Instead, the Crosstrek Wilderness impresses with its comfortable ride quality and the general vibe that you can drive the doors off it and bash it into sand dunes and know that it’ll keep on truckin’. Surprisingly, on pavement, the Wilderness doesn’t have a lot of road noise despite being fitted with all-terrain tires, and wind noise is relatively minor, too. A commanding seating position and low cowl makes the Crosstrek easy to drive both in town and on the freeway, and while the steering is pretty light, it’s got a nice amount of feedback. Like all Crosstreks, the Wilderness would make a super-pleasant daily driver. It’ll even return a respectable 27 mpg combined.

The Crosstrek’s standard EyeSight driver-assistance suite carries over to the Wilderness, and Subaru made a point to reprogram the tech to account for this model’s added ground clearance and different tires. A stronger transmission cooler and more powerful radiator fans improve the engine’s capabilities, too, and allow the Wilderness to tow 3,500 pounds – a nice improvement over the Crosstrek Sport’s 1,500-pound rating.

Like its exterior, the Crosstrek Wilderness’ interior is designed to be used and abused. The seat upholstery looks and feels a little like vinyl, but it’s waterproof, and the front chairs are comfy. Rugged floor mats will handle the gunk from your muddy boots, and there’s a removable and washable mat in the cargo area, which is good, because if you’re a Crosstrek Wilderness owner with muddy boots, you probably have a bunch of other muddy stuff, too.

The standard cabin tech loadout includes Subaru’s 11.6-inch portrait-oriented touchscreen, which looks impressive – well, when the car is off. Fire up the Crosstrek and you’ll be greeted by Subaru’s Starlink software, which was outdated the moment it was introduced, with low-res graphics and slow responses to inputs. At least Apple CarPlay and Android Auto connect wirelessly, and the optional Harman/Kardon stereo sounds halfway decent – not something to be said about most other Subarus.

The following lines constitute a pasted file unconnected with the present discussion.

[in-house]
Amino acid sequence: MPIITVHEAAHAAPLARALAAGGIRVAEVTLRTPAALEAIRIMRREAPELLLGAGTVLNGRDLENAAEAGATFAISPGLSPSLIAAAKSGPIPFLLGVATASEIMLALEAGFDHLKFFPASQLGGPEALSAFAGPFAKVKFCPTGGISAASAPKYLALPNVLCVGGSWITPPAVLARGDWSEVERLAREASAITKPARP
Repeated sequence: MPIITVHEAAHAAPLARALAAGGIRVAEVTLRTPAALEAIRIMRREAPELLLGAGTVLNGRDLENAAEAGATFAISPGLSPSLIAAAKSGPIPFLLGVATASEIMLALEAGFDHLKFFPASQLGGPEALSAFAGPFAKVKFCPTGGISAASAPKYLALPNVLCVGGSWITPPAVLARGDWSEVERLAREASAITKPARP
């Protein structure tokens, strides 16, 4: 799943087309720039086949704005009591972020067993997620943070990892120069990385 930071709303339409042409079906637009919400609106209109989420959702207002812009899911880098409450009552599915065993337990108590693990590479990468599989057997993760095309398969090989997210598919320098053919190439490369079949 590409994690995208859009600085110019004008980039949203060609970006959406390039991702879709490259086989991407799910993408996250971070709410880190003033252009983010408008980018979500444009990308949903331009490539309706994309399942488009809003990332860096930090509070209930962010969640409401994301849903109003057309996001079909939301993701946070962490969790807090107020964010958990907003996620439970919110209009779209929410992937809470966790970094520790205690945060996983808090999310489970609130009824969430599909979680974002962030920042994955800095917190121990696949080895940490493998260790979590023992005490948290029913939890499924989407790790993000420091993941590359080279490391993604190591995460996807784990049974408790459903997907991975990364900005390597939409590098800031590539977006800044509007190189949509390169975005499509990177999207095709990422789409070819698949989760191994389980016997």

That premium audio system is included in a $2,270 package that also includes a power driver’s seat with lumbar support and a sunroof. That’s the only available add-on for the Crosstrek Wilderness, save for cool dealer-installed accessories like mud flaps, dog-friendly convenience features and even a roof tent for those stronger roof rails. Pricing for the 2024 Crosstrek Wilderness starts at $33,290 including a $1,295 destination charge, and with the aforementioned factory option pack, a fully loaded version rings up for $35,560. That’s a pretty killer deal.

Not that any prospective Crosstrek Wilderness buyer will need convincing, of course. Like the previously introduced Outback

and Forester Wilderness models, the Crosstrek version is the direct result of Subaru’s customer feedback, learned after years of watching buyers build their own off-road-modded SUVs. Right now, Wilderness models account for 20% of all Forester and Outback sales, meaning there’s clearly an audience for this sort of rugged glow-up. Adding the Crosstrek Wilderness to Subaru’s portfolio is a no-brainer. This thing’s going to sell itself.